Transitioning to Intergenerational Ministries?~The Compelling Rationale for United Methodists & New Resources for 2022

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In reflecting upon experiences in leading groups over the years, my understanding of faith formation for children and adults has shifted my ministry focus.  The passion I now have for creating spaces where all generations, old and young can be shaped by God’s story is shown in the work I believe God has called me to in this season of my life.   These new insights have encouraged me to share ideas that may inspire others to proclaim and celebrate faith more intentionally for all ages together in worship and many other discipleship opportunities.

I now see more clearly the reality of the importance that Intergenerational experiences offer with support for people of all ages.  Besides being scriptural, it offers the whole church opportunities to benefit  from each person’s individual God-given gifts.  It can enable believers to fully live out being the body of Christ.  In Allen and Ross’ book, Intergenerational Christian Formation,  they talk about “belongingness”, the third in Maslow’s hierarch of needs, as being met through intergenerational experiences as well as character growth, better use of resources and unique benefits by all age groups.  What better time than now, following the unprecedented year of 2020, to focus on growing together as a community of believers.

These experiences of faith formation can even become side-by-side experiences as generations partner together to tell their stories, where older and younger adults share their faith, model and guide children and youth through faith talks during a “break-out” time during worship (See a previous post, “Break-Out Time for an Intergenerational Experience During Worship-The First Post in a Series” under Leadership).  All ages can learn and grow together as they give glimpses into what ‘God with us” means and looks like to one another.  These glimpses builds the vision into something easy to talk about when families continue living out their faith throughout the week.  These experiences can be played-out through regular church activities when planned intentionally for Christian formation by a leadership team.

But why should United Methodists and many other denominations be looking into venturing into intergenerationality?  When children in the United Methodist church are baptized, there is a question presented to the congregation and the congregation responds to the The Baptismal Covenant.

Pastor:  Will you nurture one another in the Christian faith and life and include these persons now before you in your care?

Congregation:  With God’s help we will proclaim the good news and live according to the example of Christ.  We will surround these persons with a community of love and forgiveness, that they may grow in their service to others.  We will pray for them, that they may be true disciples who walk in the way that leads to life.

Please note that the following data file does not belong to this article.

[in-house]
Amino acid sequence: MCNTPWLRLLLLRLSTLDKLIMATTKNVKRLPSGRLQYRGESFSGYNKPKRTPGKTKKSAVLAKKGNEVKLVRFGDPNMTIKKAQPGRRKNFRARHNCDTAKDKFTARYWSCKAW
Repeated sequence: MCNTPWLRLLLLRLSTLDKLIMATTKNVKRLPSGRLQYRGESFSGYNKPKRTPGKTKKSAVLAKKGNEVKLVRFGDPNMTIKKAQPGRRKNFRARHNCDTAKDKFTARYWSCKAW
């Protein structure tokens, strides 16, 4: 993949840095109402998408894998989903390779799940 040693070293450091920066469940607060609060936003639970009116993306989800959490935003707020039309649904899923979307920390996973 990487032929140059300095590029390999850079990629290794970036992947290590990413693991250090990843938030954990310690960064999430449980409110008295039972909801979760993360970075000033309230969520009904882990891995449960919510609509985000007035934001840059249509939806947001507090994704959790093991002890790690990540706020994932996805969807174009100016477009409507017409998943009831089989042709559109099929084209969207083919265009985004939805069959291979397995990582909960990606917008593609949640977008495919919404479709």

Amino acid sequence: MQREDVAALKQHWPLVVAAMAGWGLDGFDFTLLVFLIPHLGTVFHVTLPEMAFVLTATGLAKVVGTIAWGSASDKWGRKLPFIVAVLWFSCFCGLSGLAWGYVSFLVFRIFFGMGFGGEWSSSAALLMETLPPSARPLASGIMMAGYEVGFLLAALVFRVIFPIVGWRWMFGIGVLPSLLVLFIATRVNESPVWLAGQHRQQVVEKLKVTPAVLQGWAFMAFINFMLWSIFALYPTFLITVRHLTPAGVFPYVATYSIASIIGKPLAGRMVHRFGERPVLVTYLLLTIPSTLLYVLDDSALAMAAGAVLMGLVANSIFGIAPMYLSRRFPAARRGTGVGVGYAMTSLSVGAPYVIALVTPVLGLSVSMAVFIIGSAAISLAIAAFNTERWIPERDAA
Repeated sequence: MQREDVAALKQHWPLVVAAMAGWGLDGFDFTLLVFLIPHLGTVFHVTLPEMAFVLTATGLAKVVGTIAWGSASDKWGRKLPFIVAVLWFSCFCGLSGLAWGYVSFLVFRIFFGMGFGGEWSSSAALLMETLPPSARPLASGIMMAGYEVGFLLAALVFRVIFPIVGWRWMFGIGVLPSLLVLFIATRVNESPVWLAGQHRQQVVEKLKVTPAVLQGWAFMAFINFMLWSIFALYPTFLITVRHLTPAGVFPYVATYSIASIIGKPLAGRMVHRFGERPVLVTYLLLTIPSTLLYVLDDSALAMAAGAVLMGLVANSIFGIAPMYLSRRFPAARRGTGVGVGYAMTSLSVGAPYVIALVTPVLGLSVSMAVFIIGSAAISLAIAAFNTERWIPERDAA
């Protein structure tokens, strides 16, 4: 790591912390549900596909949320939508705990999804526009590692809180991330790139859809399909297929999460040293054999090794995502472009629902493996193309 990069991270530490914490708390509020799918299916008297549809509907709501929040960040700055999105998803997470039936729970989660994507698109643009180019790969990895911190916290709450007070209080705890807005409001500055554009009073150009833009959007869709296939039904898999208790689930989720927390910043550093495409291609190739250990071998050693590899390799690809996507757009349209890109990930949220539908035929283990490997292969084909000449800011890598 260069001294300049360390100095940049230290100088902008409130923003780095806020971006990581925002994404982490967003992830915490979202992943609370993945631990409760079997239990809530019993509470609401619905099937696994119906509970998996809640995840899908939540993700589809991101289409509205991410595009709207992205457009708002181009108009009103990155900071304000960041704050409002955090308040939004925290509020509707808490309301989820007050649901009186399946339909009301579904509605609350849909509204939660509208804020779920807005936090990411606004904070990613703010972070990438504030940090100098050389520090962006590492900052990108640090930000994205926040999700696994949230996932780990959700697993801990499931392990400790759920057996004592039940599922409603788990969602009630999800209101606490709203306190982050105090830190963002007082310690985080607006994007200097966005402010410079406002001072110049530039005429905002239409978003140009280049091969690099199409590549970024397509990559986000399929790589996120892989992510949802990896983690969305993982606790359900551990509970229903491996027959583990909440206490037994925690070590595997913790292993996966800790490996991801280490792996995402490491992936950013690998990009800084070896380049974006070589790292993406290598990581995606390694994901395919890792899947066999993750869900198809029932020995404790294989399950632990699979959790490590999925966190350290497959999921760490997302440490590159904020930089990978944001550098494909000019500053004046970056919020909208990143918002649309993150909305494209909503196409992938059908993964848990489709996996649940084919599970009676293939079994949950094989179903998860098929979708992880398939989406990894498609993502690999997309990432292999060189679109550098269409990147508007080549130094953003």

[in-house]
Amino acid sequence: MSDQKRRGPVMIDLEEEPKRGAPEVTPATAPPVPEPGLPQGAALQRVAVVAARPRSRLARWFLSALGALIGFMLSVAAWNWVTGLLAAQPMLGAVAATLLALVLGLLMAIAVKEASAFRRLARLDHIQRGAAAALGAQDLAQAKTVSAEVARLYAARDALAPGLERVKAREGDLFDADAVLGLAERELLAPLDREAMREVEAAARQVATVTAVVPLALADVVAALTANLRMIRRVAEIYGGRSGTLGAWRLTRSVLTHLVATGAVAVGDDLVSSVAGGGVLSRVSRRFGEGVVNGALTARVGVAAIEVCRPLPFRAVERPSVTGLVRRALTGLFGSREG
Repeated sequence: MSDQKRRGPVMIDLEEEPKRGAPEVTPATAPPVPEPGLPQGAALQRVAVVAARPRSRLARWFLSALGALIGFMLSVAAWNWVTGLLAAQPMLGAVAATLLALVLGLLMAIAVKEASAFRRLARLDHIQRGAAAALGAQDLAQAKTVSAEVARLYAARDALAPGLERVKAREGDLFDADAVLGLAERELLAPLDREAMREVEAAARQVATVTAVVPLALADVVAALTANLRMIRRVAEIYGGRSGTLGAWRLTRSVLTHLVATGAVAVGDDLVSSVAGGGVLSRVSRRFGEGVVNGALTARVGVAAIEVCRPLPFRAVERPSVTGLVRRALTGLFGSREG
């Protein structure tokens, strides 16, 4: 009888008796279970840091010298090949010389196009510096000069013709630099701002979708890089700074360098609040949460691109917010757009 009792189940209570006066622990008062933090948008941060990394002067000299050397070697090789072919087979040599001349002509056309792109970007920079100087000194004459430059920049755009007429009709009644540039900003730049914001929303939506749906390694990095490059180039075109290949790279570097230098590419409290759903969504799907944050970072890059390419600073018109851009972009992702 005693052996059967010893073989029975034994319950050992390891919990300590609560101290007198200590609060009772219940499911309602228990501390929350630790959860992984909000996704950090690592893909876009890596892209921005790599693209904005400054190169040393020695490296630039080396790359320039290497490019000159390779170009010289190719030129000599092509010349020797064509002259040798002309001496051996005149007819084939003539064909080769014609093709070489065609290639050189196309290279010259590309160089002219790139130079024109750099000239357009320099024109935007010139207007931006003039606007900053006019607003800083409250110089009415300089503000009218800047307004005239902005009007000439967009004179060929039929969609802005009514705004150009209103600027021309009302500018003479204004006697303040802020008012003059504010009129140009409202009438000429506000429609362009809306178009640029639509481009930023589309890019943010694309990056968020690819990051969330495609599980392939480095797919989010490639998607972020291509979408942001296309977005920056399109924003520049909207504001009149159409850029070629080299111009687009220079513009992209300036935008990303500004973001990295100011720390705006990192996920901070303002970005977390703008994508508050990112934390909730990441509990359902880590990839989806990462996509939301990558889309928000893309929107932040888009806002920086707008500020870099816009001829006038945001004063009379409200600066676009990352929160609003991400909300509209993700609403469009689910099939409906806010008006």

I love this sacrament.  The sacrament of baptism is one of the two sacraments we acknowledge in the United Methodist Church.  These two acts have a special place in the church because Jesus commanded them and participated in them.

“In the service,” Burton-Edwards explains, “the congregation is taking vows too. They’re going to surround you with a community of love and forgiveness, and pray for you, that you may be a disciple of Jesus Christ who walks in the way that leads to life.”

For this reason, baptisms are to take place in the presence of the community of faith. The congregation welcomes their newest members, and renews their covenant to live a life of discipleship.

“Baptism is not an act that imparts something just to you,” Burton-Edwards clarifies. “It is an act that brings you into a spiritual relationship with the whole body of Christ. In which you are becoming one with them and they are becoming one with you.”

Together the baptized — the Church of all ages, nations, and races — walk in the way that leads to life.”

From:

Renewing Waters-How the United Methodists Understand Baptism

Yes, the congregation, as a whole…the young and the old take this vow.  It saddens me that most congregations are entirely age-segregated in the majority of our churches and many adults may not know the names of all the older and younger adult members, children and youth and single families within this body of Christ.

It is important to continue our connectional journey in our churches with urgency  as we strive to pass along our faith with adults, children and youth.  We need to remember, that all in the community of faith need each of our faith forming life stories on our journeys. Everyone needs to see how others fought the good fights and conquered battles with Christ by the sides of all the people.

We are all in this together as we consider our next right steps for our congregations.  We can look for opportunities we have today through our existing church ministries for engaging everyone, together in creative ways for intentional intergenerational ministries, so we can live up to our covenant commitment to our congregations as a whole.

Learn about more essential ingredients for the creation of opportunities within churches to grow together in communities of faith, while keeping our small group ministries strong.  More information is coming soon through my website and within upcoming Round Table discussions in the New River District.

Additional Resources-Intergenerational Ministries-Added for 2022:

Why Intergenerational Experiences????

Intergenerational Ministry in Post-Pandemic World

Intergenerational Ideas for Leadership

More To Explore